Tag Archives: Oman

Heading West and By the Numbers

A four hour train ride took us from Pamplona to Madrid.  We got lost in the mesmerizing landscape grinning every time a small village with white stone buildings entered the scene.  Lush were the hillsides and fields of agriculture.

We walked by the Atocha Station a couple of times while in Madrid but discovered a lush garden inside after departing the train.It was an easy listless day – train and then a taxi to the hotel near the airport for our flight back to the USA the following morning.

It was an eight and a half hour flight to Newark where we were to have a quick layover and be one our way to Charlotte.  Upon landing lightening crashed in around us and the plane stood still on the tarmac as the airport closed.  An omen.  A half hour later the plane was cleared to head to the gate.

Unbeknownst to us the airline industry and particularly United was in melt down mode.  It was utter chaos. Cancelled flights and stranded people.  Our connecting flight to Charlotte a victim.

It was 5:00 pm.  A United agent told us it would be days before any  seats would be available. “Check online.” The internet confirmed the worst.

We had places to be!  The following day was our grandson’s first birthday and our son had taken time off of work – we didn’t have days…. who has days???

Quick change of plans – we rented a car and headed to Charlotte driving until dark.  It was 1:30 am Madrid time by the time we stopped for the night somewhere in Maryland.

We arrived at our destination 21 hours late but in time to celebrate.

We visited family, broke bread, raced cars and played with our grand babies. 

United continued its melt down and we feared we’d not make it home to Nevada as scheduled.  It all worked out – both flights harmoniously were delayed and we made it home.Now we shift through months of mail, dust off the house and get ready for summer.  We head out again in 8 days.

Our trip by the numbers:

13 flights, 1 cruise ship, a few boat rides, multiple trains, lots of car rides,  one tram – 34 beds and 18 Countries: South Africa, Eswatini, Lesotho, Mozambique, Madagascar, Comoros, French Comoros, Seychelles, Omán, EAU, Armenia, Georgia, Azerbaijan, Kazakhstan, Kyrgyzstan, Tajikistan, Uzbekistan and Spain.

I wore everything that I packed, left one shirt (on purpose) and threw out 2 that I ruined.  I way overpacked even though we just had carry on.  Another lesson learned (again).  Way less is even more!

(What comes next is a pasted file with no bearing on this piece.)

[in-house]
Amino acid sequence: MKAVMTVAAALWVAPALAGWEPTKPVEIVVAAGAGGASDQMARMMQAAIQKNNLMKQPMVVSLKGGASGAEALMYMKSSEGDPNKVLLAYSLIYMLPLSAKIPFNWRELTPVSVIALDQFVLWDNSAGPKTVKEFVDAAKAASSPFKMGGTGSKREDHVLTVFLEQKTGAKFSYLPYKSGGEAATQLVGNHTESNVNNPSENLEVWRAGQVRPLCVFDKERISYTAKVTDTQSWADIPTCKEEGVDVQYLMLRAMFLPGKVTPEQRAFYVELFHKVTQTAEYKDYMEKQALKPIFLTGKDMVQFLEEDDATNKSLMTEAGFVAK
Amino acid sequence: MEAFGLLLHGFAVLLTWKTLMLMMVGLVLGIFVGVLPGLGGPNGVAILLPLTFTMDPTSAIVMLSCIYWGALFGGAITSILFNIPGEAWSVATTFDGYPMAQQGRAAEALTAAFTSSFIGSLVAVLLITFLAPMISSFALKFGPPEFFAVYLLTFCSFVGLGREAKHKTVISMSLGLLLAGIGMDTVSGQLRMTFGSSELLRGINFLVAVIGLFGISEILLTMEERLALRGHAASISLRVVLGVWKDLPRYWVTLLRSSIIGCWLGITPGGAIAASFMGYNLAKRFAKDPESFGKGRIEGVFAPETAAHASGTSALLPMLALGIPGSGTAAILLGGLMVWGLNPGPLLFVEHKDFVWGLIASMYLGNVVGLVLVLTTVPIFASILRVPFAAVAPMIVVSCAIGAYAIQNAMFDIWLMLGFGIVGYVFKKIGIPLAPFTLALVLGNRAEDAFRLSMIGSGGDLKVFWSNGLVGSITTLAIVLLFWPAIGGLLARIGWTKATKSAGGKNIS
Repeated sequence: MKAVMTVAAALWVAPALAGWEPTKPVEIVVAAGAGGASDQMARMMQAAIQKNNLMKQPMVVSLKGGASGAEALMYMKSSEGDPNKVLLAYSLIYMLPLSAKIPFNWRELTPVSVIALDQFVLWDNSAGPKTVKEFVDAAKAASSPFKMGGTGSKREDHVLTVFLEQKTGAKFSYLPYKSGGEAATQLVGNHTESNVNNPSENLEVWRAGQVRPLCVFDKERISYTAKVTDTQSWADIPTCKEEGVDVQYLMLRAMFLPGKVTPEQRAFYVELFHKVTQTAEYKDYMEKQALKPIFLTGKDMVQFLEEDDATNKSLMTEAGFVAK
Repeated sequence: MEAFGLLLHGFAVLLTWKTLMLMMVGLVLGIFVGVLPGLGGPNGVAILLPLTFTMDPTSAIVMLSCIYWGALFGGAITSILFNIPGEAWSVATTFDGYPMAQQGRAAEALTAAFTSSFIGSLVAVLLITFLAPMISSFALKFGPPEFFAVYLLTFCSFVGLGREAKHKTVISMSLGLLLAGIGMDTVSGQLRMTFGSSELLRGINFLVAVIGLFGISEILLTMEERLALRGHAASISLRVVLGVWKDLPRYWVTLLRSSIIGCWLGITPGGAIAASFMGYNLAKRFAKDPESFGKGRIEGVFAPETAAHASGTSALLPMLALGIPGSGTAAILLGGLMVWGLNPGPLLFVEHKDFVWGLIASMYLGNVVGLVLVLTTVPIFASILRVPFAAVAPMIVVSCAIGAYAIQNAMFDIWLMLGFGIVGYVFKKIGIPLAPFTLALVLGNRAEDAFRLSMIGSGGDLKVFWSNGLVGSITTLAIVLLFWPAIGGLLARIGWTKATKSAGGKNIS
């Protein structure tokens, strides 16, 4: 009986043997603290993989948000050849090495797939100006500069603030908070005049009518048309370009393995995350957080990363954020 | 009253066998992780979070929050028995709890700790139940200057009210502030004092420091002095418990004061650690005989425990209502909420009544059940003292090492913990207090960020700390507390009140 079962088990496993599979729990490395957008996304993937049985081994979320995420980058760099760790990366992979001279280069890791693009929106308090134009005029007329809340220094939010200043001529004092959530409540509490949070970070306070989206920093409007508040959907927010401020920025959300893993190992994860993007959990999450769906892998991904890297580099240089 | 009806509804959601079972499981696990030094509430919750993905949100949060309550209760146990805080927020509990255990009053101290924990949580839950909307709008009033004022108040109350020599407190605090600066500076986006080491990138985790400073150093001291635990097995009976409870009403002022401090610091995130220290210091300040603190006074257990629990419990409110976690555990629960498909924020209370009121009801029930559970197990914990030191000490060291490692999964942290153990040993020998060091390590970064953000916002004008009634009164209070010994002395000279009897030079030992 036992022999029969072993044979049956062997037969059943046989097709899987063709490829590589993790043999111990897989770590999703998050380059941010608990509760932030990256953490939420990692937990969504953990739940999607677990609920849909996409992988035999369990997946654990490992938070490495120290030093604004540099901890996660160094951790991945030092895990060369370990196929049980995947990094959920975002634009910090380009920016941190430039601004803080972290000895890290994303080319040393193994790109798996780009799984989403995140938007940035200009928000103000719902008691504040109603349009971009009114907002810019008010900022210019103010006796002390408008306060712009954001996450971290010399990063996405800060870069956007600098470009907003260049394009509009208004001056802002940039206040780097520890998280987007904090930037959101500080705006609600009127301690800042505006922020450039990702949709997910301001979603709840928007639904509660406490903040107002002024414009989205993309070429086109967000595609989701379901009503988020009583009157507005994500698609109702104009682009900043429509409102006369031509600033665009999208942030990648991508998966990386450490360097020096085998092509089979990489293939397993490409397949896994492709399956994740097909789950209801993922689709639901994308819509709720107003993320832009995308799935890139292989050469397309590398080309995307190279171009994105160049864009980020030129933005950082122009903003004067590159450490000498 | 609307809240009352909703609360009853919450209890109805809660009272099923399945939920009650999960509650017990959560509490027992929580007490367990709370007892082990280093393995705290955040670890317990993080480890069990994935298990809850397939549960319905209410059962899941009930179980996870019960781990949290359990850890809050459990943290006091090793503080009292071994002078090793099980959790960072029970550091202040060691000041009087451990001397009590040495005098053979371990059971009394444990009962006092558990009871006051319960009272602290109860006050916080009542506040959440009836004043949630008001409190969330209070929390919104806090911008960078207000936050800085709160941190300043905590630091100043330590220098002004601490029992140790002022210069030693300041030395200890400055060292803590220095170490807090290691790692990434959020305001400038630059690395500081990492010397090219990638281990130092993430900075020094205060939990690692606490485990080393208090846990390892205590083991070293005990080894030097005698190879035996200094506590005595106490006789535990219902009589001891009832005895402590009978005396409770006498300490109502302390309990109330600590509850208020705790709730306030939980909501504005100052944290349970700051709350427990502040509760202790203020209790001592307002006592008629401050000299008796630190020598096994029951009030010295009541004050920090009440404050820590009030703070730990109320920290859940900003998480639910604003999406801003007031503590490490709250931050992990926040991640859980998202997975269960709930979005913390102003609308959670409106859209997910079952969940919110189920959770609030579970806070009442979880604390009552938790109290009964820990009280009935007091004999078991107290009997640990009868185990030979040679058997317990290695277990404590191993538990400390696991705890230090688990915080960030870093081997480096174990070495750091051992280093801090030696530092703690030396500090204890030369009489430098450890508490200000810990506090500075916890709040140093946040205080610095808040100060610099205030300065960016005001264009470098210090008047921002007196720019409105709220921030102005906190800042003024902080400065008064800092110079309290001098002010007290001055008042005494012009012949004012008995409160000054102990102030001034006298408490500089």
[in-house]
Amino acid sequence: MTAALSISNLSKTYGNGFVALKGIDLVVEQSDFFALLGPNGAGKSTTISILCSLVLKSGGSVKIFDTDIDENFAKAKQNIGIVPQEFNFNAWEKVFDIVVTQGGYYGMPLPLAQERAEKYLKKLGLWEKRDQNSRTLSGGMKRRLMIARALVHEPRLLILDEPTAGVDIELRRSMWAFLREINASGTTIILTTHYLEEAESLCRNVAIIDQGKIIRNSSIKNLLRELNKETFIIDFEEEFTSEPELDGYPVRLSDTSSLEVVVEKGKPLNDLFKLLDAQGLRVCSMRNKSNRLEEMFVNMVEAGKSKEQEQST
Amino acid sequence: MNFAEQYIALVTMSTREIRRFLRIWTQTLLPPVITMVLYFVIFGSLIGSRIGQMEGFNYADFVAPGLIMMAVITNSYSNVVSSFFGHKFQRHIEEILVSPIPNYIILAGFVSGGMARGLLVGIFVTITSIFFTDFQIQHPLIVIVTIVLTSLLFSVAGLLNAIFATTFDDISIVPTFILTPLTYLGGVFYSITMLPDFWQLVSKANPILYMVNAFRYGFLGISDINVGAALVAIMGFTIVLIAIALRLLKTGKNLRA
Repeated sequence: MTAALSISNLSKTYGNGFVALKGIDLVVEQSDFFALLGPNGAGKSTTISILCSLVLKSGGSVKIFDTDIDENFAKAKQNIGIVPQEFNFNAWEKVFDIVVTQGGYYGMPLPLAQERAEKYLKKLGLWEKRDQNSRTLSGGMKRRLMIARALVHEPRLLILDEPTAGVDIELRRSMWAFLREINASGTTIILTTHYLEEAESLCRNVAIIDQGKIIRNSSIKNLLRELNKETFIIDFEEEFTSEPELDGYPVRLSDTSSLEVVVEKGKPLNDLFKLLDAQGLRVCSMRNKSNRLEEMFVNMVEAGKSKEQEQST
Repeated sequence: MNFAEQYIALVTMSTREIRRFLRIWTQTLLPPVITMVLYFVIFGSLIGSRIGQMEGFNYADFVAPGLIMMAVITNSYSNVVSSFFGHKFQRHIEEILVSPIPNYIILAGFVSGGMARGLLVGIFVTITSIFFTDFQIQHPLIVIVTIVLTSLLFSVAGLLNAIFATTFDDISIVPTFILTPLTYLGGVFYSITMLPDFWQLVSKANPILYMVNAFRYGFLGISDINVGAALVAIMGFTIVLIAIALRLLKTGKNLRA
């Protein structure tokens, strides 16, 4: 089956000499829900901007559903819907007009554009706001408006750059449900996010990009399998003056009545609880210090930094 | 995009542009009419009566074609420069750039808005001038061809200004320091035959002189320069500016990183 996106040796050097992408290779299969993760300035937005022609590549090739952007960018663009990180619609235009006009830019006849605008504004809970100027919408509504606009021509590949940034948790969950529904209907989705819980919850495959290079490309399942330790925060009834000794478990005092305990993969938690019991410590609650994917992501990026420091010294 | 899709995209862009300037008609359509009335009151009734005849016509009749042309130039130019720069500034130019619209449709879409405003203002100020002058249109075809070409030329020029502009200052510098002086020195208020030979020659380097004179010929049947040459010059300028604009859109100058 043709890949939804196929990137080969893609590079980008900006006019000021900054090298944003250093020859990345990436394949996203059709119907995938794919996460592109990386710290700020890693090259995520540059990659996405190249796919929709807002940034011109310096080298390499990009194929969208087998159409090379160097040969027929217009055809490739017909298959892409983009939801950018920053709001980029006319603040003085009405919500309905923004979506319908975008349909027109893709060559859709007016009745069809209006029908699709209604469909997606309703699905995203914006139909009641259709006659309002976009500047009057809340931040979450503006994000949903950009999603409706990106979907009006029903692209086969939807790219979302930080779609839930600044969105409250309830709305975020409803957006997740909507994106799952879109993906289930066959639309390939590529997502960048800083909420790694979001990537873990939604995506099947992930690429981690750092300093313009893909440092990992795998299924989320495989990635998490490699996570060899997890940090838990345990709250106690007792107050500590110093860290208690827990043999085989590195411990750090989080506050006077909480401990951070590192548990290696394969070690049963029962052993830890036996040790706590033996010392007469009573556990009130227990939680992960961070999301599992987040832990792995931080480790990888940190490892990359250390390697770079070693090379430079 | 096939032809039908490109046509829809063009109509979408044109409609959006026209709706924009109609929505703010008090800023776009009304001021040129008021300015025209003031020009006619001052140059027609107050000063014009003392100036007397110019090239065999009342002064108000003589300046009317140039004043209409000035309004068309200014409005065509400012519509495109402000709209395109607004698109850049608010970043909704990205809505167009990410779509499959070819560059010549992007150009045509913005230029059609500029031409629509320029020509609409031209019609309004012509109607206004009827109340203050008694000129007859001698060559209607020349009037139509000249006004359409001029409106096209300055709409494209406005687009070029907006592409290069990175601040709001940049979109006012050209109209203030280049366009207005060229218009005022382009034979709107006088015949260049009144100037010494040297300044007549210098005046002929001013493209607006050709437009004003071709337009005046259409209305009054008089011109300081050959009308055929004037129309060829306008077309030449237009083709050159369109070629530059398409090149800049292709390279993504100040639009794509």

Thanks for following along!


Oh Man! Oman

Forming the N/E portion of the Arabian peninsula, we are across the Gulf of Oman from Iran, and our stop at Salalah is approximately 30 miles up the coast from Yemen, neither one of which are current feel good spots for Americans. The mountains, arroyos and blue water remind us of southern Baja – I guess it’s called a desert.

Oman is also our first contact with Marco Polo country, since he stopped here, returning to Venice by sea from one of his trips to China.

Salalah is the world’s historic source of frankincense, brought to the birth of Jesus by the three kings and delivered to Zanzibar and India by early sailor/traders.

Our cabbie for the day, Noah, just became a father the previous day, adding to his children, who are 25, 24, 14 and 12.

We drove into the mountains to see Job’s tomb, crowded because it was a post Ramadan holiday.

Along the way, we passed literally hundreds of acres of a festival site, which occur annually over a month or two. By its size it must dwarf Coachella or Burning Man.

Hotel sized homes dotted the road.  The size accommodates a wealthy man, his multiple wives and children.

The desert and foothills were scattered with camels, domestic and wild. They control the roads, since there are no fences.

The capital, Muscat, is a dead ringer for Indian Wells, California. Date palms, and bougainvillea, Mount Eisenhower and the Living Desert, no high-rises, just white-washed villas and green lawns – tiled palaces and mosques, with the Sultan’s two yachts bobbing in the harbor.

The current Sultan deposed his father in the 1970s and has used his oil and gas dollars to create a clean attractive capital, which has half the population of Oman.

With the exception of a few old stone forts, the development is all post 1970.

Large roads, cut through the coastal range to allow expansion of the city inland, keeping the port village, small and quaint. Inland the row of car dealerships line up, like Los Angeles, including all the exotic manufacturers.

A planned community with a planned economy, and with total iron fisted control, which results in this kind of eye candy, is almost tempting to endorse.